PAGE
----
Mark Anderson: ‘We’re a Long Way from Liberty’

Mark Anderson at Freedom Gulch:

The current Libertarian Party infighting revolves around the debate over who best represents and markets libertarianism: radicals, minarchists, or moderates/pragmatists.

People, this isn’t the fight.

It may have been bad publicity for Arvin Vohra to publicly criticize certain members of the military, and a watered down libertarian message may do little to differentiate us between other political parties. But that is of little consequence because America today is statist AF.
Go read the comments on online articles; go read your non-libertarian Facebook friend’s posts, and go read the comments on community pages. What you’ll find more often than not are people calling for more laws, stricter enforcement of existing laws, more spending on education, military, economic development, etc. The general feeling of most people is that more government intervention is needed to fix whatever problems they recognize.

This isn’t even a Progressive problem anymore; just as common as the democrats on your friends list calling for more spending on education, healthcare, and the environment to go along with higher taxes, regulation, and oversight are the conservatives desiring more money spent on military intervention, criminal justice, and agricultural subsidies.

What’s more, the lines between republicans and democrats are blurring more every day, and in the direction of more government intervention in the day-to-day lives of average Americans. Which two groups are closer on gun rights, Libertarians and Republicans or Democrats and Republicans? That answer isn’t as tricky as it may seem. Both republicans and democrats concede it is the government’s role to dictate who may own, possess, and carry a firearm.

American’s are growing more statist by the day, favoring a government that encroaches more and more on our lives and setting the terms for us to live by.

On a local Facebook page that offers updates on law enforcement calls and activity, one commenter posted (I assume jokingly) that the government should perform forced sterilization on a group of people setting off fireworks late during a work night. That’s obviously an extreme example, but the average American today fully endorses the government being more active, and especially proactive, in dealing with the issues they deem important.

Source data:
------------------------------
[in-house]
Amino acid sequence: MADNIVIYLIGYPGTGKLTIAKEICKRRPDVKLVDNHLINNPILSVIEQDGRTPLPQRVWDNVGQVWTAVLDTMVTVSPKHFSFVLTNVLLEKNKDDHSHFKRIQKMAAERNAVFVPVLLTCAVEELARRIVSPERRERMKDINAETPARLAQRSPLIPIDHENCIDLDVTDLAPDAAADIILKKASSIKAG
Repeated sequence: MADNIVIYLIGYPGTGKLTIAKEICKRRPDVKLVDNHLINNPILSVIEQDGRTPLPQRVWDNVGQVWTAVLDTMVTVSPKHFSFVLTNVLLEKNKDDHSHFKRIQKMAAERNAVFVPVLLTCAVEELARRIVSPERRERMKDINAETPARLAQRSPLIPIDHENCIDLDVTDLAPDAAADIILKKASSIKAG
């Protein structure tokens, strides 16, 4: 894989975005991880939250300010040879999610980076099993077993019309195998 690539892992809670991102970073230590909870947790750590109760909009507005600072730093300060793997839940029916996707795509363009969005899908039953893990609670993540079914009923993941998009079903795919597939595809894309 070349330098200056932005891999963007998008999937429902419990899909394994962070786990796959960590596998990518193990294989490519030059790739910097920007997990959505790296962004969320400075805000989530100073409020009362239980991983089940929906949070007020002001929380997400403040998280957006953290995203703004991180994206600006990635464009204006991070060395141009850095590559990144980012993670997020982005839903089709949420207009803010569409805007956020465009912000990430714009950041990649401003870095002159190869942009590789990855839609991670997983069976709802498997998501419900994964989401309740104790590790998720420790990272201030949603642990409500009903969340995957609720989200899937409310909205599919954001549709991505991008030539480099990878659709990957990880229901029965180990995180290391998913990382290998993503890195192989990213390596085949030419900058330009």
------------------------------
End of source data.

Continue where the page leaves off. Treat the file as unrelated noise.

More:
When someone sees a problem, their first instinct isn’t how to get involved themselves and deal with it, but instead they run to the government to fix it. The government has become a cure-all for whatever ails our communities.

We’re losing, badly. Not just elections and party membership numbers, but in the overall direction the country and our communities are headed. It’s fun to debate the finer points of libertarianism in Facebook groups, but we need to become a part of the conversation with our neighbors on the topic of the role of government.

A good friend of mine, Marc Montoni, who has been a Libertarian Party member, officer, and activist since the stone ages comments daily that if you want to steer the direction of the Libertarian Party and government, then organize or become involved with your local county or city Libertarian Party, walk your district or precinct, or otherwise get involved locally.

That’s great advice. You can complain to and about the LNC, contact your regional rep, and scold those that do not hold your exact views, or you can make a real impact by talking to people in your own community about what you feel are the right answers.

Jason Stapleton, who rarely spares a kind word for the LP, often talks of the Liberty Train, how the train is going down the tracks and maybe at the end of the track is anarchism, but you can get off whenever you want, when you are at the level of government you want. But folks, that train isn’t even moving because we’re all at the station arguing with each other about the damn direction it’s going to go.

Maybe totally eliminating the state is the best answer, or maybe a gradual shift to more constitutionally principled government is right, either way that is the direction we need to be going, and we’re not. Every day lawmakers are sitting down to write new bills or come up with new ways to spend our money, and very rarely are those bills and laws going in a libertarian direction.

I have a certain end goal I believe we should be striving to reach, certain beliefs on what I think the appropriate role of government is, but as long as you’re on the Liberty Train and willing to put in a little work to help that train get moving, I’m on your side no matter where your stop is.

If the ultimate goal of libertarians is a smaller government, it doesn’t matter all that much on how small each individual is looking for right now. If I’m a minarchist and you’re more moderate, we can have a conversation about the direction of the Libertarian Party when we get to your stop. But I don’t think any libertarian is close to their stop right now.

Right now the Liberty Train is going in reverse, downhill, and picking up steam in the wrong direction. Let’s stop wasting so much effort arguing and berating each other over the finer points and start making a difference in our community.

42 thoughts on “Mark Anderson: ‘We’re a Long Way from Liberty’

  1. paulie

    I’ve posted much the same thought, at least in comment form, many times. I’m not sure I ever wrote an article about it though.

  2. Anthony Dlugos

    “Jason Stapleton, who rarely spares a kind word for the LP, often talks of the Liberty Train, how the train is going down the tracks and maybe at the end of the track is anarchism, but you can get off whenever you want, when you are at the level of government you want. But folks, that train isn’t even moving because we’re all at the station arguing with each other about the damn direction it’s going to go.”